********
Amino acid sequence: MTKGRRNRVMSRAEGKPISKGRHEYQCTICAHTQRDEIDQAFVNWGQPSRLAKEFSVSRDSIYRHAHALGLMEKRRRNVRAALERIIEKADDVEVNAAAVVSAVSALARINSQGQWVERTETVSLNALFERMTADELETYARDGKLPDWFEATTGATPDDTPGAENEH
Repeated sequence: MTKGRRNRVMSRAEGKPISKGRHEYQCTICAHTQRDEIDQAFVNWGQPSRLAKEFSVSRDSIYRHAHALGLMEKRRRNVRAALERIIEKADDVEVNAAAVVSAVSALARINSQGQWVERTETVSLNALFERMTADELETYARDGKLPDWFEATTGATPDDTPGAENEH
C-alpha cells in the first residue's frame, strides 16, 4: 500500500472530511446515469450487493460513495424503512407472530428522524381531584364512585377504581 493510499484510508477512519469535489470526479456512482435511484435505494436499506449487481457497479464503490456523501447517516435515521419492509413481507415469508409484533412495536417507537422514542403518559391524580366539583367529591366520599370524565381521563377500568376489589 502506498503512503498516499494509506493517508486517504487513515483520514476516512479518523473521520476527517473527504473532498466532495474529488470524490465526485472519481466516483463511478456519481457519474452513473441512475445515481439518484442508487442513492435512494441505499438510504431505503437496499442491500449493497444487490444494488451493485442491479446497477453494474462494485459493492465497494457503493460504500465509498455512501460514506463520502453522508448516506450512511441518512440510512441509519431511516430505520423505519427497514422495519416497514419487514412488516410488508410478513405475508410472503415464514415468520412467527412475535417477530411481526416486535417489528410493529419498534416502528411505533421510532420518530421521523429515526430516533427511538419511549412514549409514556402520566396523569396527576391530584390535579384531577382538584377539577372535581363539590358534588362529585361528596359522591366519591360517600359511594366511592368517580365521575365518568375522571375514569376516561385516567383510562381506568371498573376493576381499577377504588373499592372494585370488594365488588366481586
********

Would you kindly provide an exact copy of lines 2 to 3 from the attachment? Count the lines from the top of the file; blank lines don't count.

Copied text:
Repeated sequence: MTKGRRNRVMSRAEGKPISKGRHEYQCTICAHTQRDEIDQAFVNWGQPSRLAKEFSVSRDSIYRHAHALGLMEKRRRNVRAALERIIEKADDVEVNAAAVVSAVSALARINSQGQWVERTETVSLNALFERMTADELETYARDGKLPDWFEATTGATPDDTPGAENEH
C-alpha cells in the first residue's frame, strides 16, 4: 500500500472530511446515469450487493460513495424503512407472530428522524381531584364512585377504581 493510499484510508477512519469535489470526479456512482435511484435505494436499506449487481457497479464503490456523501447517516435515521419492509413481507415469508409484533412495536417507537422514542403518559391524580366539583367529591366520599370524565381521563377500568376489589 502506498503512503498516499494509506493517508486517504487513515483520514476516512479518523473521520476527517473527504473532498466532495474529488470524490465526485472519481466516483463511478456519481457519474452513473441512475445515481439518484442508487442513492435512494441505499438510504431505503437496499442491500449493497444487490444494488451493485442491479446497477453494474462494485459493492465497494457503493460504500465509498455512501460514506463520502453522508448516506450512511441518512440510512441509519431511516430505520423505519427497514422495519416497514419487514412488516410488508410478513405475508410472503415464514415468520412467527412475535417477530411481526416486535417489528410493529419498534416502528411505533421510532420518530421521523429515526430516533427511538419511549412514549409514556402520566396523569396527576391530584390535579384531577382538584377539577372535581363539590358534588362529585361528596359522591366519591360517600359511594366511592368517580365521575365518568375522571375514569376516561385516567383510562381506568371498573376493576381499577377504588373499592372494585370488594365488588366481586